Is AP a sound methodology compared to OO?

We assume that the reader is familiar with the strategy graph paper.

AP has the Artificial Intelligence flavor that it automatically transforms programs when the context (class graph) changes. Some people see this power as a danger. We point out that when a proper software engineering process is followed there is no danger. We show that when we compare AP and OO that AP tools give similar static error messages as OO tools and that the effort during evolution when using AP is usually smaller than with OO. An OO solution is also an AP solution (although maybe a bad one) so AP will never give more effort than OO.

We consider the case of a class graph G1 for which a traversal T(G1,S1) has been defined. S1 is some traversal specification for G1, written in English, for example. Now we evolve G1 to G2 and we need to evolve T(G1,S1) to T(G2,S2) according to some traversal change specification TS. T(G,S) is a set of methods that define a detailed traversal.

First we consider the evolution in OO. We need to manually produce T(G1,S1) and manually modify it to T(G2,S2). If we only modify G1 to G2 and keeping T(G1,S1), the Java compiler will tell us Errors(G2,T(G1,S1)) that indicate where the old traversal breaks in the new class graph. The Java compiler will also tell us Compatible(G2,T(G2,S2)) that says whether the traversal is compatible with the class graph. Finally we can think of a tool that prints the differences Diff(T(G1,S1),T(G2,S2)) between the two traversals.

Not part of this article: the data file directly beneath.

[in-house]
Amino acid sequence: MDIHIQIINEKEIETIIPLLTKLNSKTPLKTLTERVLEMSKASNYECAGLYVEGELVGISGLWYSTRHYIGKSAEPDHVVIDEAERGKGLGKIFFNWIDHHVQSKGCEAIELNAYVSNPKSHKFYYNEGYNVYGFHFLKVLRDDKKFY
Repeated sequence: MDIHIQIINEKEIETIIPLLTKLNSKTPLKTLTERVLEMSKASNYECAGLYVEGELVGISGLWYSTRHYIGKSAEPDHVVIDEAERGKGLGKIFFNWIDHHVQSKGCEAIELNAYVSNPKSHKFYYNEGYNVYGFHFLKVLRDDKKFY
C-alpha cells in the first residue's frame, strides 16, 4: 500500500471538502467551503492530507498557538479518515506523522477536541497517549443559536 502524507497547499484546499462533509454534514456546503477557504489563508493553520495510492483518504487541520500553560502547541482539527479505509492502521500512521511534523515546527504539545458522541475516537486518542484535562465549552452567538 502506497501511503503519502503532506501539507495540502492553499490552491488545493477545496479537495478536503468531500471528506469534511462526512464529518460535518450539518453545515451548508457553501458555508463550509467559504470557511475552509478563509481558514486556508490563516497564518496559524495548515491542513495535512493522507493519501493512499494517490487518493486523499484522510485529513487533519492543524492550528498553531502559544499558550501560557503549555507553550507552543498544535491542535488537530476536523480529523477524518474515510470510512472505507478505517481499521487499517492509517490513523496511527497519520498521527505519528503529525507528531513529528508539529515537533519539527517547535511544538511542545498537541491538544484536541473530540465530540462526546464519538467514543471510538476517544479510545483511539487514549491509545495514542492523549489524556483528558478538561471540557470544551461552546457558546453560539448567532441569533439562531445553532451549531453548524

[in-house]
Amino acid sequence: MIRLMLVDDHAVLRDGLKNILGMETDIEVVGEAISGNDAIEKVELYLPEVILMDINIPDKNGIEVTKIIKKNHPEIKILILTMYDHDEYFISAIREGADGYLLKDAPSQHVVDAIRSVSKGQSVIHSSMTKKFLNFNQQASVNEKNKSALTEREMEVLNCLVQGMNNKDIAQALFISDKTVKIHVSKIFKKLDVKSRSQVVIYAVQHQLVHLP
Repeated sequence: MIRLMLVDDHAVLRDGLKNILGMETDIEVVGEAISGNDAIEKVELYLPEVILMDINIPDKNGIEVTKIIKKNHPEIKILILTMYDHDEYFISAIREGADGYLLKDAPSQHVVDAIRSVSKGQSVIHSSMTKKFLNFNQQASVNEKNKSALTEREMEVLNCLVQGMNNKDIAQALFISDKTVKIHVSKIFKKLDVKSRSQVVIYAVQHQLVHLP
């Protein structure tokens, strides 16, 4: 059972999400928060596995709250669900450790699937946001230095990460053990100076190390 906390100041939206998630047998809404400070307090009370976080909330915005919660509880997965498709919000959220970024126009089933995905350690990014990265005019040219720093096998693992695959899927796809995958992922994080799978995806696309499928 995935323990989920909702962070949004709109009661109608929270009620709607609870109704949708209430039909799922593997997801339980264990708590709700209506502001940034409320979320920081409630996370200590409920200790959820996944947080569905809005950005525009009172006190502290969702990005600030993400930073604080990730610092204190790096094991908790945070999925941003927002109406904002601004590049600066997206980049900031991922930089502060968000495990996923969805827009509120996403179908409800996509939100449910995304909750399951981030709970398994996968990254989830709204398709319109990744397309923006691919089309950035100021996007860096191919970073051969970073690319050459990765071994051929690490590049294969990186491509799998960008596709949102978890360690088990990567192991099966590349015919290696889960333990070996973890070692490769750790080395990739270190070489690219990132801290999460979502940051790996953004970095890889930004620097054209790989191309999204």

Now we consider the evolution in AP. We need to manually produce S1 and based on TS, the traversal change specification, we produce S2. S1 and S2 are formalizations of the informal traversal specifications. To check the strategies for compatability with the class graphs, we use Compatible(G,S). G is compatible with S if for all edges edge (x,y) in S there is a path in G from x to y. To find the places where the old traversal breaks in the new class graph, we compute Errors(G2,Graph(TG(G1,S1))). TG(G,S) is the traversal graph of G and S. Graph(TG(G,S)) is the smallest subgraph of G that contains all the paths specified by TG(G,S). Errors(G2, G1): if G1 has an edge (A,B) then G2 has such an edge, otherwise an error is reported. Finally, a traversal graph comparison tool prints the differences between the traversal graphs: Diff (TG(G1,S1), TG(G2,S2)).

See viewgraphs 14 and 15 in the AP Sound Methodology Viewgraphs for comparing the AP and OO approach. The example in viewgraph 15 provides a concrete context. We notice that for checking the output of Errors(), for difference checking and for testing, the AP and OO approach have a comparable effort regarding human involvement. For writing the traversals and compatibility checking, however, AP requires usually less human effort. The reason is that with AP we only need to get the traversal specification correct and not the detailed traversal. Once the traversal specification is correct, the sometimes much longer detailed traversal is generated correctly. With OO we have the potential for mistakes at every step of the detailed traversal. There are traversals that are not easy to get correct when they are written manually.

Regarding static checking information, AP produces similar static information as OO.

In both the AP and OO approach there is a danger of wrong traversals that are only detected through testing. This testing effort is the same in both cases.